New Summer Solstice festival debuts at Wiiky in June 2020

Indigenous Tourism Ontario

Major new event will rotate through the North

OTTAWA – Hockey fans watching Saturday’s Ottawa Senators versus Columbus Blue Jackets matinee game on Saturday, December 14 might have noted some familiar faces in the crowd, and on the ice. One hundred people from Wiiwkemkoong and the United Chiefs and Councils of Mnidoo Mnising communities attended the Indigenous Culture Celebration Game, promoted as ‘an afternoon dedicated to truth and reconciliation.’ The game also allowed the title sponsor, Indigenous Tourism Ontario (ITO) to share the exciting news about a new event coming to Manitoulin in June to mark the summer solstice.

ITO president and chief executive officer Kevin Eshkawkogan told The Expositor that the Summer Solstice event will be loosely modelled after the successful Ottawa Summer Solstice Indigenous Festival and Powwow, which has been taking place for over 20 years.

“We’ve decided to replicate it in Northern Ontario,” Mr. Eshkawkogan said. Manitoulin Island will be home to the inaugural Northern Ontario Summer Solstice—June 18-June 21, 2020—with plans to make it a travelling festival with locations across the North in the years to come.

The festival will kick off on the Thursday with plans to provide special workshops at Island schools that would discuss what, traditionally, would be going on at that time in the Anishinaabe calendar. Berry harvesting or the lunar calendar, for instance, Mr. Eshkawkogan explained.

“The students would learn more about the Indigenous culture at a different time of the year,” he added, pointing to the successful Fall Harvest festival held in M’Chigeeng each fall.

Friday will feature more education sessions, this time with a focus on tourism for industry providers. Topics will include standardization, funding opportunities and helping travel/trade partners serve the needs of the international marketplace. Mr. Eshkawkogan pointed to acclaimed Indigenous speaker Clarence Louie, chief of the Osoyoos First Nation in British Columbia who spoke at the grand opening of the Manitoulin Hotel and Conference Centre (the realization of which involved Mr. Eshkawkogan for several years). The Osoyoos people also boast a hotel.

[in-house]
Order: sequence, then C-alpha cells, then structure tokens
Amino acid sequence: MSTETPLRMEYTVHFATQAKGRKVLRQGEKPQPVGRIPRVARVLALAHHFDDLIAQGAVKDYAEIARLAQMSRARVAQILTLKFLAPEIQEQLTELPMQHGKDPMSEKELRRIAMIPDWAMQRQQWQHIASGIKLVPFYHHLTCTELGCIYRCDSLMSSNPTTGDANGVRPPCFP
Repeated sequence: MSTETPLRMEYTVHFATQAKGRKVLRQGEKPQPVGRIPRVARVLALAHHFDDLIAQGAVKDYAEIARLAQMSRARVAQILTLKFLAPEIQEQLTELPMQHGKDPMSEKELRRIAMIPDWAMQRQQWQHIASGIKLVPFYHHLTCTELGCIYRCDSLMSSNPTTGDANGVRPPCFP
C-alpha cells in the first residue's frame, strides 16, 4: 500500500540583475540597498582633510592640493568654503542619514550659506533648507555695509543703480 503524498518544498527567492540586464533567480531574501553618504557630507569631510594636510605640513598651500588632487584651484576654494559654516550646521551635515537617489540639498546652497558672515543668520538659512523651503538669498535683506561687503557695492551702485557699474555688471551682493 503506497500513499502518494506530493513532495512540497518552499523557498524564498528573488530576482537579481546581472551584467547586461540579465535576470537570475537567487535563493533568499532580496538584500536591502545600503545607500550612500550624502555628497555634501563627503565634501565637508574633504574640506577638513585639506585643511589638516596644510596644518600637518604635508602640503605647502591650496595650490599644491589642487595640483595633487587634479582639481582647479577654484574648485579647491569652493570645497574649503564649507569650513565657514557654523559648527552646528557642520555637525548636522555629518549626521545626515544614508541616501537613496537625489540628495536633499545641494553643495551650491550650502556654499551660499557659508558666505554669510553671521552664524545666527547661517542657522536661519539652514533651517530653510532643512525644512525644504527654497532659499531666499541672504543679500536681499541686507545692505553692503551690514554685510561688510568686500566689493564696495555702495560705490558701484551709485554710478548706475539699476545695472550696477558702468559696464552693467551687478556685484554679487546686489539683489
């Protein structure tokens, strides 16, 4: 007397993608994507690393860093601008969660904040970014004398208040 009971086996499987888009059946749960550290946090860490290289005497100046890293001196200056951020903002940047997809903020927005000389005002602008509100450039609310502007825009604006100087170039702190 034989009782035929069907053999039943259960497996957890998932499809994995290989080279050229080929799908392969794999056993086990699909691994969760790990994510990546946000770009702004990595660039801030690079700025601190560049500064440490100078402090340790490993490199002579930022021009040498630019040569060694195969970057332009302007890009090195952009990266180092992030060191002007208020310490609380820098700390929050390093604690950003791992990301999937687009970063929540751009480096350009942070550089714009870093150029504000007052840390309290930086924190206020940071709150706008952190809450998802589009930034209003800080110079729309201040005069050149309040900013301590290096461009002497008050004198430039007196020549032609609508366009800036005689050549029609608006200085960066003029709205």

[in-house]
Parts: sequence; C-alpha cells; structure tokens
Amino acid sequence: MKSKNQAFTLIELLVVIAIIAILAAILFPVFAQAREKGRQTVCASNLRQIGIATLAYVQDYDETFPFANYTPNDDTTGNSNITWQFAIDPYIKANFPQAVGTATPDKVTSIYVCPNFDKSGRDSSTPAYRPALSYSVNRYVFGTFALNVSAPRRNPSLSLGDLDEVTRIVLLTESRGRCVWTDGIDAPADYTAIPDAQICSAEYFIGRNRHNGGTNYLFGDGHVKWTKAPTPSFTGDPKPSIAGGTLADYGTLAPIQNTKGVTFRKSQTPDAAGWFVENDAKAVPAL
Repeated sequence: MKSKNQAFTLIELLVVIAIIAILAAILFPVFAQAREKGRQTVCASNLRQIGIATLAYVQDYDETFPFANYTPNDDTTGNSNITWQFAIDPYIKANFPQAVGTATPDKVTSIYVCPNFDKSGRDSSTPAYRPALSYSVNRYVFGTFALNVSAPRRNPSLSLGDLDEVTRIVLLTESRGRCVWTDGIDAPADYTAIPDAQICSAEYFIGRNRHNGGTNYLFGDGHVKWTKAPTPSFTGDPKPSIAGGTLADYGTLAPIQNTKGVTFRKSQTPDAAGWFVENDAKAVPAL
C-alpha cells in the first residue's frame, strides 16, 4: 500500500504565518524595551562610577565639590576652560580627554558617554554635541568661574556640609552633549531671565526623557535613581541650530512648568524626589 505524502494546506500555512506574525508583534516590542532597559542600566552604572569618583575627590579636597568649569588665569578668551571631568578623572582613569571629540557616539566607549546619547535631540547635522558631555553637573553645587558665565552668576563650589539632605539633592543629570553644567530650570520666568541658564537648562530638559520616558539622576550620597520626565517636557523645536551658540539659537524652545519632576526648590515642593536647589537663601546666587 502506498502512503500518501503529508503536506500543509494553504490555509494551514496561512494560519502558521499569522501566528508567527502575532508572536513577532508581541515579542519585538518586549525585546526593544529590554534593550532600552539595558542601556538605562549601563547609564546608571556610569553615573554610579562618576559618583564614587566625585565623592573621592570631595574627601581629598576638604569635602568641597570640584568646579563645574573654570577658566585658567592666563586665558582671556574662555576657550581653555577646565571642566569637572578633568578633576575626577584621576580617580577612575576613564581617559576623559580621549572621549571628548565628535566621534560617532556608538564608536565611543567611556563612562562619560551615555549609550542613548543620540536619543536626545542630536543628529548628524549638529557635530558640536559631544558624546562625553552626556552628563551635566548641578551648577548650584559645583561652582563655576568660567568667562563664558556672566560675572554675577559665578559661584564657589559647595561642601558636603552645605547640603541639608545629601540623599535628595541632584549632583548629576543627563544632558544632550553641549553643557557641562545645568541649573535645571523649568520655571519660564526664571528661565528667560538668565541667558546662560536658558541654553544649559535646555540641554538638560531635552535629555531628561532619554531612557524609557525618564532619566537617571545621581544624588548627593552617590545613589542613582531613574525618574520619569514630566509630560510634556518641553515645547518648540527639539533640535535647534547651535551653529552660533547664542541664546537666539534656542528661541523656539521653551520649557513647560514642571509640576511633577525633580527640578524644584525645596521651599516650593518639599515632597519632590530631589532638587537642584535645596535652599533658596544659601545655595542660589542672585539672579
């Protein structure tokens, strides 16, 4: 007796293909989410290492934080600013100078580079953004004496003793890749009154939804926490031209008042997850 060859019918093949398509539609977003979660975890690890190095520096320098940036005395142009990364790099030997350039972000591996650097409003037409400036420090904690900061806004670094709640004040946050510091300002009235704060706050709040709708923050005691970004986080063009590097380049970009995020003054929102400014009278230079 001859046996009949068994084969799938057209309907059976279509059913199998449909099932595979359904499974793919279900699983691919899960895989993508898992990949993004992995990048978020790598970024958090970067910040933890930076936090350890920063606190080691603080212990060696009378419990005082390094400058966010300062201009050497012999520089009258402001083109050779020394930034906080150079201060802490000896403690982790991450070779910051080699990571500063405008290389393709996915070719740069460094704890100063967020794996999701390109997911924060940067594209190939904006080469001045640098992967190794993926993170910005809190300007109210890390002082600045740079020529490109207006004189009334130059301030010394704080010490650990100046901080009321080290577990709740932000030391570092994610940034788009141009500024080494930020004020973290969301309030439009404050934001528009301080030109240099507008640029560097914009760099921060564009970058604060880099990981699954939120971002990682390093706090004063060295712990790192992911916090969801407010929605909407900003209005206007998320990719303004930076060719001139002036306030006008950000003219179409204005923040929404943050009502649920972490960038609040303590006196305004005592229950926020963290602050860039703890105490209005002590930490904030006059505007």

“He basically told us ‘welcome to the family, now don’t screw it up’,” Mr. Eshkawkogan said he always remembers Chief Louie saying at the opening event.

“We want to try and combat any negative experiences and go above and beyond,” he continued. We want to help businesses attain their full potential.”

Friday evening and the following day, Saturday, June 20, mark days of food. According to Mr. Eshkawkogan, most international travellers say they want to have an Indigenous experience while travelling to Canada. What better way to experience a culture than through its food? ITO will be working with Indigenous Culinary of Association Nations (ICAN) to host a ‘Taste of a Nation Event.’

This first Summer Solstice festival will be held in Wiikwemkoong, which also has its traditional powwow on that weekend which will figure into the special events. This year’s powwow will be put on by the satellite community of Murray Hill and be hosted at Thunderbird Park.

“ICAN takes an historical approach to the traditional boundaries, not recognizing the provincial and territorial boundaries,” he explained. “They will showcase foods from various nations on the Friday night. The next day will be a culinary contest day with vendors.” Mr. Eshkawkogan said he hopes to have three levels of competitions: master chef, open and youth. The winners will be announced that evening which will also feature on-stage musical performances and, hopefully, a performance from Debajehmujig Storytellers too. All of this will be in the lead-up to Sunday, June 21, the summer solstice and National Indigenous Peoples Day.

“We plan to collaborate with as many groups as possible,” Mr. Eshkawkogan continued.

Mr. Eshkawkogan said he hopes the inaugural event will bring in as many as 15,000 to 20,000 people over the four days.

“We want everyone to be involved,” he reiterated, “First Nations and non-First Nations alike. Let’s be good neighbours and learn about each a little bit more. Let’s do this together.”